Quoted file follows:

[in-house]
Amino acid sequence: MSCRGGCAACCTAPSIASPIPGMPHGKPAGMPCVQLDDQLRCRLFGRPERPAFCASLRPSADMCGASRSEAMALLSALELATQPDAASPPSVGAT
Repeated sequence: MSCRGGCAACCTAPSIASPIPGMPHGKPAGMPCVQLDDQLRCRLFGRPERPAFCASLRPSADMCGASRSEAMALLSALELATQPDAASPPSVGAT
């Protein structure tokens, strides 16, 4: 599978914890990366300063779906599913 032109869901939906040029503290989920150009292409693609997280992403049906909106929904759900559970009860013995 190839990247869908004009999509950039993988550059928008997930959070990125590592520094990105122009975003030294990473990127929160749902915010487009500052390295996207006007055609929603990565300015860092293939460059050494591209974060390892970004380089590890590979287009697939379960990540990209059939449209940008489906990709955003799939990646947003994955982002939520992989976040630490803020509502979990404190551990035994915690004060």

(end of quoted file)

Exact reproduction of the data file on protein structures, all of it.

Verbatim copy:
[in-house]
Amino acid sequence: MSCRGGCAACCTAPSIASPIPGMPHGKPAGMPCVQLDDQLRCRLFGRPERPAFCASLRPSADMCGASRSEAMALLSALELATQPDAASPPSVGAT
Repeated sequence: MSCRGGCAACCTAPSIASPIPGMPHGKPAGMPCVQLDDQLRCRLFGRPERPAFCASLRPSADMCGASRSEAMALLSALELATQPDAASPPSVGAT
């Protein structure tokens, strides 16, 4: 599978914890990366300063779906599913 032109869901939906040029503290989920150009292409693609997280992403049906909106929904759900559970009860013995 190839990247869908004009999509950039993988550059928008997930959070990125590592520094990105122009975003030294990473990127929160749902915010487009500052390295996207006007055609929603990565300015860092293939460059050494591209974060390892970004380089590890590979287009697939379960990540990209059939449209940008489906990709955003799939990646947003994955982002939520992989976040630490803020509502979990404190551990035994915690004060």